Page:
from WordNet 3.0 Copyright 2006 by Princeton University. All rights reserved.

  • n. a group of people working together temporarily until some goal is achieved


Sorry, no etymologies found.


  • At last an area five feet square of the sail was fothered, lines were rove through the grommets, and the working party hurried forward to work the sail under the brig and drag it aft to the hole.

    Mr. Midshipman Easy

  • When the Battalion was gone and the other spectators had gawped at the remains, a working party lowered the coffins into the graves.

    Sharpe's Eagle

  • In ordinary conditions a working party of two or three hundred men from the Indefatigable would have made short work of getting in the cargo from the lighters, but now it had to be done by the longboat's complement of eighteen.

    Mr. Midshipman Easy

  • Ramseur's division, which had remained behind for a short time to protect a working party engaged in destroying the railroad bridge, was detained for a time in driving off a party of cavalry which had been following from Maryland Heights, and did not get up until one o'clock at night.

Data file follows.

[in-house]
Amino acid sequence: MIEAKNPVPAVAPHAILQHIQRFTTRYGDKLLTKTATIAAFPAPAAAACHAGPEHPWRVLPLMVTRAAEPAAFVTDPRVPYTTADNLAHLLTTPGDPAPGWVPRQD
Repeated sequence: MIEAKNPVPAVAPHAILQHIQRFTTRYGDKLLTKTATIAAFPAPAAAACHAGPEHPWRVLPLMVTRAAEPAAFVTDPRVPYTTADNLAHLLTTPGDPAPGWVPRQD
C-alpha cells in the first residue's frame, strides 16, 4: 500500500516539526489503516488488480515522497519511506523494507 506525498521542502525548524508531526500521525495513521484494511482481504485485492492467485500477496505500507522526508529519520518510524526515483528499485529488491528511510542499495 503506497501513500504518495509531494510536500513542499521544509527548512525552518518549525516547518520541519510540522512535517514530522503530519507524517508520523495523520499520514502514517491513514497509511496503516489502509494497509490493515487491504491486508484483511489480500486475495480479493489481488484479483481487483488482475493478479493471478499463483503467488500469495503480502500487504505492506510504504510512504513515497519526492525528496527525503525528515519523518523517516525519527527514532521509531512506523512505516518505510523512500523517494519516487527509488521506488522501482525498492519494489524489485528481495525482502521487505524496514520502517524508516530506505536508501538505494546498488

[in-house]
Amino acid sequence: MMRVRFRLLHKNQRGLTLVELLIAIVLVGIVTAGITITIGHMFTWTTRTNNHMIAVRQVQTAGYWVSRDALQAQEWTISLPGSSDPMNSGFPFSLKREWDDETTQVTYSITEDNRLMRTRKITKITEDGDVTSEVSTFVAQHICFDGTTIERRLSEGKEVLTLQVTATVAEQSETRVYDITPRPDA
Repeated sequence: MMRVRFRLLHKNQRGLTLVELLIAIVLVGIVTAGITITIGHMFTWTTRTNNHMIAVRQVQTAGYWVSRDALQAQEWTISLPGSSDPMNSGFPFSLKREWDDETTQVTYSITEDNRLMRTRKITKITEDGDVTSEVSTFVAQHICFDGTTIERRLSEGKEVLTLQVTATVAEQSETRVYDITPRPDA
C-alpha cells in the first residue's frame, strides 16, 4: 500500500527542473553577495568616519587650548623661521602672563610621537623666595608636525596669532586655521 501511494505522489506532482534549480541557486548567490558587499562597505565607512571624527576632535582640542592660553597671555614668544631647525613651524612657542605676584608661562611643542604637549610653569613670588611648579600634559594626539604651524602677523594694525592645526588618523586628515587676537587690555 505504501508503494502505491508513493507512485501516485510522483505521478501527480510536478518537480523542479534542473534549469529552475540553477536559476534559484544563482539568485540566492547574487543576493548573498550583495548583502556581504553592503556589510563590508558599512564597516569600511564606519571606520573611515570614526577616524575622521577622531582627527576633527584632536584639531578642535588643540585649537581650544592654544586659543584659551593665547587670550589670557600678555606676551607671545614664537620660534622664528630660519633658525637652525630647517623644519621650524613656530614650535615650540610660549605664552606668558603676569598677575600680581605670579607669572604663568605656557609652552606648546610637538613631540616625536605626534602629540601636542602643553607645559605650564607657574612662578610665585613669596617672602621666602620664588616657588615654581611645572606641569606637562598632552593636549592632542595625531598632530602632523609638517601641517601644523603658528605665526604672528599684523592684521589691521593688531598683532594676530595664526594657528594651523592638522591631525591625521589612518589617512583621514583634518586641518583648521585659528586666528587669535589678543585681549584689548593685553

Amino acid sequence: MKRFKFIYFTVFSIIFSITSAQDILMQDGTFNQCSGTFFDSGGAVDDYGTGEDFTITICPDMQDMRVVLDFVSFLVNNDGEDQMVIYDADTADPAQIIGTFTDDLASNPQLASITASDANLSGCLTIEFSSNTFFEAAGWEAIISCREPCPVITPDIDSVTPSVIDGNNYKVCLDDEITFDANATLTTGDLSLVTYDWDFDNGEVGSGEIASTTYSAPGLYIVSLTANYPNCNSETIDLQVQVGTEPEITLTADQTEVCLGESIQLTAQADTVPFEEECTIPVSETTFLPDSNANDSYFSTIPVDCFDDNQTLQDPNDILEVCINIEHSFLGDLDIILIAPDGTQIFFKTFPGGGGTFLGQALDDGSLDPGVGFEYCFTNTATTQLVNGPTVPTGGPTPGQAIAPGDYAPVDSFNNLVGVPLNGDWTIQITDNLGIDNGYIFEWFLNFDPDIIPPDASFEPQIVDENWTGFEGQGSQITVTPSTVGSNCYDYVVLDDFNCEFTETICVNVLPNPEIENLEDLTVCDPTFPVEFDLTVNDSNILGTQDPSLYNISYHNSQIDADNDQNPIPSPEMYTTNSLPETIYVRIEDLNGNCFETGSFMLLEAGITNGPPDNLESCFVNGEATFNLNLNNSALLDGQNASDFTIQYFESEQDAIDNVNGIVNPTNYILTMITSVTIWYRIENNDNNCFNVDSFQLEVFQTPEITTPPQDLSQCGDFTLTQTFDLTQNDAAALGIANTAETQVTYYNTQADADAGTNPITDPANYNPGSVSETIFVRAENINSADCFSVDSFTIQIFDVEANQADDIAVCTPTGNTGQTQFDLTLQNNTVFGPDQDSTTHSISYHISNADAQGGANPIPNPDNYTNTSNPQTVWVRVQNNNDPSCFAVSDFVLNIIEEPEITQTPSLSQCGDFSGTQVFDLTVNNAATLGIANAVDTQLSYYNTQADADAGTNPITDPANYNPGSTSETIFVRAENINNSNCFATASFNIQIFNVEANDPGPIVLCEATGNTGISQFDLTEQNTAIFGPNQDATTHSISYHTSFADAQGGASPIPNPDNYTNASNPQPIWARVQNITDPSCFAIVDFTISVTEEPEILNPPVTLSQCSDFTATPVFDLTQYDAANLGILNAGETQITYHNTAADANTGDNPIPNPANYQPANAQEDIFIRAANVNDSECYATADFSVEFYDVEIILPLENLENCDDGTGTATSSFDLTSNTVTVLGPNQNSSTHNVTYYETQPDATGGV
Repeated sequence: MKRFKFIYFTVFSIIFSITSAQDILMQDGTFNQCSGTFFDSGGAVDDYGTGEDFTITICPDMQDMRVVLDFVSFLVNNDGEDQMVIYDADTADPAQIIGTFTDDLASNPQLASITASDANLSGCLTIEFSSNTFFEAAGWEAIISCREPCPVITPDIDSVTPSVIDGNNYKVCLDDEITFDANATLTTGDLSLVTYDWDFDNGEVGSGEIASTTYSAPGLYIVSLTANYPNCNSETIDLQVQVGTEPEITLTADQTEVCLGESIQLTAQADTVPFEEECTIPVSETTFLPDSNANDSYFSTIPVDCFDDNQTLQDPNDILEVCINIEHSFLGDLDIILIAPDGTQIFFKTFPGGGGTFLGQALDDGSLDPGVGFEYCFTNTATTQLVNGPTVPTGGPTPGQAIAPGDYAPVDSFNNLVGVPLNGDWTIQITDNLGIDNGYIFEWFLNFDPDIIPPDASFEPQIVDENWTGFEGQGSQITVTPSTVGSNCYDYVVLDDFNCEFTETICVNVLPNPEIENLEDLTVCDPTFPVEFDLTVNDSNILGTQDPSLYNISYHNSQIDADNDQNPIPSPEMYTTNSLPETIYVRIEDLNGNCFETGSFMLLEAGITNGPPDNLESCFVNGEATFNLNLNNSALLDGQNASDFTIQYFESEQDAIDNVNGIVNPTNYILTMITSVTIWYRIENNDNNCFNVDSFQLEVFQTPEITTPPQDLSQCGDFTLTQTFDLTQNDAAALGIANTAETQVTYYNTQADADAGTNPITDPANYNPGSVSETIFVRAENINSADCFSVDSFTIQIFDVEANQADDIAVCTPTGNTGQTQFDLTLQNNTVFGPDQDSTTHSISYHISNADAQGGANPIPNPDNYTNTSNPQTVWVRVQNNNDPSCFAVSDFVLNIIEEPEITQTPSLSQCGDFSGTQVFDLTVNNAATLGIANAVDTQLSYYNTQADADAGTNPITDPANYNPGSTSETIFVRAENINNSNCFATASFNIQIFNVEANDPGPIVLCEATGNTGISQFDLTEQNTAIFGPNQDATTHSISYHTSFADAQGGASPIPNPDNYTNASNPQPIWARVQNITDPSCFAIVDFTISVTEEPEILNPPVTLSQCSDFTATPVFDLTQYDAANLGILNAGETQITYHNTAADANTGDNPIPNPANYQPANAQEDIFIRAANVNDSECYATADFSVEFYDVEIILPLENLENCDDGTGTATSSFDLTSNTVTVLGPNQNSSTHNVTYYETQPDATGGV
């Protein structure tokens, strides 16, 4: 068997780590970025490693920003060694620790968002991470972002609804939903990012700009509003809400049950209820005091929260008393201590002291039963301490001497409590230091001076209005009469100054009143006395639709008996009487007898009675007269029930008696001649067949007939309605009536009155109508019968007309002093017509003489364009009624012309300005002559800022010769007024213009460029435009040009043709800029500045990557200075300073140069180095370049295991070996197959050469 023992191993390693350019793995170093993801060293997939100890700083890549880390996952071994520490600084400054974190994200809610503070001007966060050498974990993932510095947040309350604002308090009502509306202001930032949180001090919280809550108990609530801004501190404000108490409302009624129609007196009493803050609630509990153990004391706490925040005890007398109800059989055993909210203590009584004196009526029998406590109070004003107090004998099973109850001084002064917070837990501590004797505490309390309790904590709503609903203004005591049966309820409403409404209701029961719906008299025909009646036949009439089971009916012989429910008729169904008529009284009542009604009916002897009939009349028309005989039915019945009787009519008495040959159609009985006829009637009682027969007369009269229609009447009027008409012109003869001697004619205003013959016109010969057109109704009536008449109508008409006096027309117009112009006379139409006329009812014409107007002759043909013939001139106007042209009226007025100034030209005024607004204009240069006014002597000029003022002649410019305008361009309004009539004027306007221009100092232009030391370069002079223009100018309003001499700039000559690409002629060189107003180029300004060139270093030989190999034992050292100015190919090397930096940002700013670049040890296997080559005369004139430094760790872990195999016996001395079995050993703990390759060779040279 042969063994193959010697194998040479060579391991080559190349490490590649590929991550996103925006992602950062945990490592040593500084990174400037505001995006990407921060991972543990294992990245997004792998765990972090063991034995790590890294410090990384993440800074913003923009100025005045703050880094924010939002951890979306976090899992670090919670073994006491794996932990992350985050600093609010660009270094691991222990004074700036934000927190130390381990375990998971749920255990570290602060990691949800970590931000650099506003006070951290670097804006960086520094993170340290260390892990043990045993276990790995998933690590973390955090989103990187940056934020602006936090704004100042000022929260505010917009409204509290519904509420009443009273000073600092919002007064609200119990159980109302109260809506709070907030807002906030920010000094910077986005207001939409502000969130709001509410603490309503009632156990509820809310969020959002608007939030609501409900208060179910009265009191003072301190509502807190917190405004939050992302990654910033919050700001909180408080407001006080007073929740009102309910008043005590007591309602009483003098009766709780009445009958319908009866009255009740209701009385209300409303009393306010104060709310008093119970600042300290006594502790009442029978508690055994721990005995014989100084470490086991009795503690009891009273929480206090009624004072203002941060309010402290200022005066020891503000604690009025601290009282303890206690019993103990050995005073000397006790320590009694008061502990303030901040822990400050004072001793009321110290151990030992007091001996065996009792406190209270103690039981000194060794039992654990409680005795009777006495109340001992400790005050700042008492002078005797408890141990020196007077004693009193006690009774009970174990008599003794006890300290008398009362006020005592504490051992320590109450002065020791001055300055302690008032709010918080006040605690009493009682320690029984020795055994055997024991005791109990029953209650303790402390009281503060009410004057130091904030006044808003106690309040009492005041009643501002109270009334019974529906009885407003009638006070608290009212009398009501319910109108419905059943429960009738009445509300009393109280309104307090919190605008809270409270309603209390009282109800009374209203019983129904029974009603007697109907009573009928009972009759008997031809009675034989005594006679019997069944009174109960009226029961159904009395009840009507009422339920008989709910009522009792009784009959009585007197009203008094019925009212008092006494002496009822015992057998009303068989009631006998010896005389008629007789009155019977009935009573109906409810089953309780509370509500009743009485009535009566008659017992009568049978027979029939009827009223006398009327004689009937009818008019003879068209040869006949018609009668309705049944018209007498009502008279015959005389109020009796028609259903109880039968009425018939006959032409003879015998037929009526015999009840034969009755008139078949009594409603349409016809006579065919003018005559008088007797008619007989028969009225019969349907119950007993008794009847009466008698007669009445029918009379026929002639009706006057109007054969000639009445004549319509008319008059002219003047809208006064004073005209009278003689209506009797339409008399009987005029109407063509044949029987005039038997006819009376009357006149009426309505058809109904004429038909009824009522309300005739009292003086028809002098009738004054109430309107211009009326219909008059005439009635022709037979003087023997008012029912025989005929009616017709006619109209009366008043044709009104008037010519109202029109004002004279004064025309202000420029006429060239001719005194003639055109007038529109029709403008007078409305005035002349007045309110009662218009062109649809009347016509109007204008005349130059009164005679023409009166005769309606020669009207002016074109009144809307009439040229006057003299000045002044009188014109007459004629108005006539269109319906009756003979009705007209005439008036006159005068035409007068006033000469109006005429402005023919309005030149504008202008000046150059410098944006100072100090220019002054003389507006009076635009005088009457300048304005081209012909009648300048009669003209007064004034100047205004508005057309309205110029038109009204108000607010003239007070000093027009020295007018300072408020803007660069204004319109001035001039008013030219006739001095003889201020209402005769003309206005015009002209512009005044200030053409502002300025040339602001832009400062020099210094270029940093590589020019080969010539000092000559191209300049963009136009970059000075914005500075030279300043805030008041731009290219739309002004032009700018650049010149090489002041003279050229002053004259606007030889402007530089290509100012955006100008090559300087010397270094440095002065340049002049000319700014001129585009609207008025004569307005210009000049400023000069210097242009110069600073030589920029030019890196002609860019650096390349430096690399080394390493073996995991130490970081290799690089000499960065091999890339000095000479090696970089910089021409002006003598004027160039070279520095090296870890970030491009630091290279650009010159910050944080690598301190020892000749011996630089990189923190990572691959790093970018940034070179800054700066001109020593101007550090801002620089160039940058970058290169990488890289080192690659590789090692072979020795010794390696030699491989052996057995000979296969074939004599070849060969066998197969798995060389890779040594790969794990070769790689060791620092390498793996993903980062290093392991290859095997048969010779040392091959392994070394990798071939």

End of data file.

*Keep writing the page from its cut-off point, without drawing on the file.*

Lieutenant General Jubal Anderson Early C.S.A. : autobiographical sketch and narrative of the War between the States,

  • The battened-down hatch cover was domed upwards curiously and significantly; as the wedges were knocked out one plank tore loose at one end with a crash, pointing diagonally upwards, and as the working party lifted off the cover a brown form followed it upwards — a bag of rice, forced out by the underlying pressure until it jammed in the hatchway.

    Mr. Midshipman Easy

  • The Lieutenant smiled, opened the door, and beckoned Sharpe into the courtyard, where the Lieutenant’s working party was standing by a string of pack mules.

    Sharpe's Eagle


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